r Llanrwstf County Court. t. This Court w held on Friday, Judge Sir Horatio Lloyd presiding. WELSHtSPEAKING JURORS. Mr. W. J. Griffith applied for a new trial in the case of th^Bettws-y-Coed Slate Quarry Company (Mr. ^London) against Mr. John Coulston. It wjs a claim for £ 41 damages for goods supplied and refused by the defendant on dflivery. The new trial was applied for on tile ground that the jury gave a verdict contr4 to the weight of evidence, y and also that fone of the jury was not conversant witfl the English language and did not understand the evidence. His Honour Paid it was inconceivable to him that a jutyman would take the oath and not understand the language in which a case was to be tried. Mr. John Gr&fith, the juryman, was then put in the box, and said he understood English much fetter than he could speak it. He answered dlveral questions in English intelligently, b&t said he preferred speaking Welsh to English. He could follow the evidence, and jury did not have to explain to him fie evidence. His Honour ajid he was satisfied that the witness when fp the jury understood the evidence sufficiently. There were scores of people who coutI understand English better than they could fepress themselves. Neither did he concur tj|at the verdict was against the evidence. 1% should not, perhaps, have ..1- given as much damages, but no five reason- able men could nave found for the defendant. The application 4as refused. DISPUTED COMMISSION. A jury case vrais called on, in which E. O. Parry and SonsXestate agents, Llandudno, sued H. O. Hughes and William Morris, executors of the lite William Hughes, owner of the Imperial tel, Colwyn Bay, for f39. 7s., commission r letting the Imperial Hotel on a lease. Mr. Corbett, Ljj^grfitiiMi^ was for the plaintiffs, and M^jAtTE. Griffith (instructed by Messrs. £$lamberlain and Johnson) for the c^fenda|tts. Mr. Griffith an orbett, after what they had heard t t -Itorning about a jury- man's efforts to s English, applied to his Honour to withdrlrf the jury in the pre^gttfr > case.—(Laughter.) The Judge Ve well; tell tury in both Welsh and lish that th0y can go.- (Laughter.) ,é' t E. O. Parry st d that lie saw the late W. Hughes in -A»ril, 18#?. He was in difficulties, and thSwitnese suggested mortgage should bemused, through ;s.1 Chamberlain and Iflbhnson a**Wtff'fgage of £ 7,000 was raised. | ese transactions led up to the letting o| tnit hotel by the witness to Mr. Smallwood, Bn alfease for seven years (produced). His tperi ce was that the custom in letting Jtemise n a lease was 5 per cent commissiOItthe firstVear and 2t per cent the second yeai £ W W. Roberts (Hugl»s and Co., estt^ £ e agents, Llandudno) stated w was customary^-get. payment of commission from the lessors. Mr. A. E. Griffiti submitted that there was not a tittle of evidence to show that any contract existed bween William Hughes and the plaintiffs to them commission. Evidence was gi en by Messrs. Morris, C, bank manager, Newcastle Emiyn, and R. Vincent Johnson. Judgment was gi a for the plaintiffs for the amount claimed, ith costs. ACTION F R DAMAGES. « Mary Hughes, wi of Mr. H. R. Hughes, auctioneer, LlanrwsJ, sued Cecil Popham, Maenau House, for £ 50 damages sustained on Christmas-day I t, through the alleged negligence of the defendant, who was driving a trap. Mr. D. Joifes was for the plaintiff and Mr. W. G. Griffith defended. Judgment was givln for the plaintiff for fifteen guineas and Visit of Lord Kitc ener to Llandudno.- We are in a positi to state that Lord Kitchener will not visit Llandudno this year, also to state further at there is no doubt as to the superiority of Edwards' Bread over all others.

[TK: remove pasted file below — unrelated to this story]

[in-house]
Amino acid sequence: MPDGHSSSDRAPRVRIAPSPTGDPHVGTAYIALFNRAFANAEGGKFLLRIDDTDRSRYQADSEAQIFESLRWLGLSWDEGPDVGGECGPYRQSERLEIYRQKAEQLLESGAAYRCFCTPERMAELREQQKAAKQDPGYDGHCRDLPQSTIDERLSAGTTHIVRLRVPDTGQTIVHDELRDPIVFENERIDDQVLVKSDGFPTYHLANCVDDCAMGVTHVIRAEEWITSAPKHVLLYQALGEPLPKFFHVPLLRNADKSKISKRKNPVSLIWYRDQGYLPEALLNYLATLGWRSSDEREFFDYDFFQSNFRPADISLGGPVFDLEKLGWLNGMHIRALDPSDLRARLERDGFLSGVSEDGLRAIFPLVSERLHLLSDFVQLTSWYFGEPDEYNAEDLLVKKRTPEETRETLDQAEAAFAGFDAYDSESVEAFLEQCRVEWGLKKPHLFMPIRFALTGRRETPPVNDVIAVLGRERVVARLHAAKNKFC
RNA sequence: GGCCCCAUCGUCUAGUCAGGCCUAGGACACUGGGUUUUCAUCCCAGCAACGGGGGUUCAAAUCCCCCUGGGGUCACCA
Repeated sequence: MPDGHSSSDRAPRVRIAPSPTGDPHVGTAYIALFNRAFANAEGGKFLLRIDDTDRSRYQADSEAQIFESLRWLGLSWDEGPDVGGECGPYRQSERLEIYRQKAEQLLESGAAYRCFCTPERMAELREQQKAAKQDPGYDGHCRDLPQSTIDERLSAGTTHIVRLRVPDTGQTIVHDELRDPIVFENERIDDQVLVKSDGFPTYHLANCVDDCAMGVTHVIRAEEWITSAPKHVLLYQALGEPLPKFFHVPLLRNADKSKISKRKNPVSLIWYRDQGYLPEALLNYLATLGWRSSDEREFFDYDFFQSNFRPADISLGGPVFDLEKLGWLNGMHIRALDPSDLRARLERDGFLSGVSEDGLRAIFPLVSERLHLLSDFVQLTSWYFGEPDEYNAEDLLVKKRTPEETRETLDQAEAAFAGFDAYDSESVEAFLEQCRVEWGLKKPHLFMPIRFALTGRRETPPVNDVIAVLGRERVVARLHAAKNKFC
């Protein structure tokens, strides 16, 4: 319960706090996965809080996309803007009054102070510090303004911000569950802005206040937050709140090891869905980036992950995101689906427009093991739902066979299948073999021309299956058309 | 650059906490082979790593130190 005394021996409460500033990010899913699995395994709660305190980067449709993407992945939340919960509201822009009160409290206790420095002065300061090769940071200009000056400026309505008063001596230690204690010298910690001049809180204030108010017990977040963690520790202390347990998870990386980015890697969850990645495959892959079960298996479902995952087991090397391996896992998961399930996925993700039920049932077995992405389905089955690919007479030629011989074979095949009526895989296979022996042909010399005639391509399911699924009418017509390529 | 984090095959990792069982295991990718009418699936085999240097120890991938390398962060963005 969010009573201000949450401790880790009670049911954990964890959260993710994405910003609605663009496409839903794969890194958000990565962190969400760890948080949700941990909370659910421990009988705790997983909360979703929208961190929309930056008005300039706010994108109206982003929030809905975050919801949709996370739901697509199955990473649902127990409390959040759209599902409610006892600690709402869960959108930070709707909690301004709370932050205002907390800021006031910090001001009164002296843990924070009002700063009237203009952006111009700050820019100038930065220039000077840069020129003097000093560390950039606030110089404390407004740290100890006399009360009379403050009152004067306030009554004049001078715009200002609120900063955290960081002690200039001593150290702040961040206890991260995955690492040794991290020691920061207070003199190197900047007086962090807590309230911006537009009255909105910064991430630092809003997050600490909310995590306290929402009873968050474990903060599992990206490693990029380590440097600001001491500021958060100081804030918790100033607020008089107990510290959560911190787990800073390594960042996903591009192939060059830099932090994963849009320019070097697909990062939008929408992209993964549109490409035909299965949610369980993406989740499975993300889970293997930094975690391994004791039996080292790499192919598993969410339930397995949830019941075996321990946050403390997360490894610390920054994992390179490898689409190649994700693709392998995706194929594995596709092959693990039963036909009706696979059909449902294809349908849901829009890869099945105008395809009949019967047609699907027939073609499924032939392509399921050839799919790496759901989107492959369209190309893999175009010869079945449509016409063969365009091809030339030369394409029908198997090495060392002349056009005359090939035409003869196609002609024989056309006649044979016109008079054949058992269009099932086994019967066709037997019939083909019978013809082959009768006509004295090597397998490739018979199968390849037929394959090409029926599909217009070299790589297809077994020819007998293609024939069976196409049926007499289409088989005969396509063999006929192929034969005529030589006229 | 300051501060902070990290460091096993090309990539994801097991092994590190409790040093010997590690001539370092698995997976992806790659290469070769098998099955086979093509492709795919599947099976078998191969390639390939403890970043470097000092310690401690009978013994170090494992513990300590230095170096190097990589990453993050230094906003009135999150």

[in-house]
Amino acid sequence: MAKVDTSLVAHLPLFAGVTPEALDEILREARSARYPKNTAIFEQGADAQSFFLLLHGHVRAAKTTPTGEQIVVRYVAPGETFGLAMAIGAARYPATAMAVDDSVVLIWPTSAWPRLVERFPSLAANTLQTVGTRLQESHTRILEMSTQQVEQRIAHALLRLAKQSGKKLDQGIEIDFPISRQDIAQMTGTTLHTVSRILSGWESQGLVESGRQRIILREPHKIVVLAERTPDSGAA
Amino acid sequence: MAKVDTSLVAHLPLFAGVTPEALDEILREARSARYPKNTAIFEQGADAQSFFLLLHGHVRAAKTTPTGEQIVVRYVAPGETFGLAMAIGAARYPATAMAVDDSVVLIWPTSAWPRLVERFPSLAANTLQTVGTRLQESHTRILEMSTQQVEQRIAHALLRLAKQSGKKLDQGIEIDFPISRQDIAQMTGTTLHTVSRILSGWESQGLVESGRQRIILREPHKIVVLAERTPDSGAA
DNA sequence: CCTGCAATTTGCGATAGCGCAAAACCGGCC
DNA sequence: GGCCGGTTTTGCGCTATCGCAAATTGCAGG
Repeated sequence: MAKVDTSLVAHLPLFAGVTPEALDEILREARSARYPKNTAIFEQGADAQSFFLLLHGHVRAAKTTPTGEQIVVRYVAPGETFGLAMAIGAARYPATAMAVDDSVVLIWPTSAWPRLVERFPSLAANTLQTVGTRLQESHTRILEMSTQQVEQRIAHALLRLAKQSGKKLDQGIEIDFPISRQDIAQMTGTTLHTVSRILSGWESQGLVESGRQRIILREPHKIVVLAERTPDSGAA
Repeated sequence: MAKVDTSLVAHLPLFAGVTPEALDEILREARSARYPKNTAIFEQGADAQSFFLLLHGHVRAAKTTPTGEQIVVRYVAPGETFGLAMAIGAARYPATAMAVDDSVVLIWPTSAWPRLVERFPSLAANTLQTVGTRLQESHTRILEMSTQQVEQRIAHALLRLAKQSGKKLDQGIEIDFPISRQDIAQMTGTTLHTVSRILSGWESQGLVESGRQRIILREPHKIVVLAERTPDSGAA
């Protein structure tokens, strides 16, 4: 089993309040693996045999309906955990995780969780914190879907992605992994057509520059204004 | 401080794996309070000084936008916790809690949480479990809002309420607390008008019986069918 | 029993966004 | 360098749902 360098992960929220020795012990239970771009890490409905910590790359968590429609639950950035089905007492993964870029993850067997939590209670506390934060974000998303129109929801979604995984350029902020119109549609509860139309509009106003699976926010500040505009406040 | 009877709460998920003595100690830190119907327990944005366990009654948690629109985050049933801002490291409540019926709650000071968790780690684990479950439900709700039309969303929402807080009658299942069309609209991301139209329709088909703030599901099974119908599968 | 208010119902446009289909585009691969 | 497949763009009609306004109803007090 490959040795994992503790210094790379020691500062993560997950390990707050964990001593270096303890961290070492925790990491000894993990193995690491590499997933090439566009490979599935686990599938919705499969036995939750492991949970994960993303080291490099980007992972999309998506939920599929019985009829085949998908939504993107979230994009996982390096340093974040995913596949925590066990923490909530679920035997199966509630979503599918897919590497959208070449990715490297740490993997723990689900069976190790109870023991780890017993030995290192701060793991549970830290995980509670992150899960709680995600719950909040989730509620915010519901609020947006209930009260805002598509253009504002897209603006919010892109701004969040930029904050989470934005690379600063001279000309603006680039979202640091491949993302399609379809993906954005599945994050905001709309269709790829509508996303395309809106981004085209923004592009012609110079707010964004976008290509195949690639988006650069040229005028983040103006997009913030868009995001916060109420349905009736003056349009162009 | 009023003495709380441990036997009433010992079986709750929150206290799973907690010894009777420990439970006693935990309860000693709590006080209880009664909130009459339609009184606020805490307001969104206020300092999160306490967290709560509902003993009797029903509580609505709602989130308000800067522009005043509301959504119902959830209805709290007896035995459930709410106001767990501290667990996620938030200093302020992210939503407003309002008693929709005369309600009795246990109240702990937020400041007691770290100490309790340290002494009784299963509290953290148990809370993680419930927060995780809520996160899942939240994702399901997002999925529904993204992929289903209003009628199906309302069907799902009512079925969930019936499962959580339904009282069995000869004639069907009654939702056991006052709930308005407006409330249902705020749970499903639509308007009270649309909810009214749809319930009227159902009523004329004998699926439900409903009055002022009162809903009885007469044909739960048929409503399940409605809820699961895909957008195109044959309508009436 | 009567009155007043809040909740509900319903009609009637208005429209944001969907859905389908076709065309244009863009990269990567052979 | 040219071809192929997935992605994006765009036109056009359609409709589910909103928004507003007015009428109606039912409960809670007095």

There is something about Dunlop Tyres that keeps them first favourite with the cycling- community, aud that something is the very decisive manner in which the high standard of excellence is always maintained. Cyclists are not slow to recognise this fact, and consequently the Dunlop tyre to-day holds a position efc the top, which is even stronger than was ever the case Defore.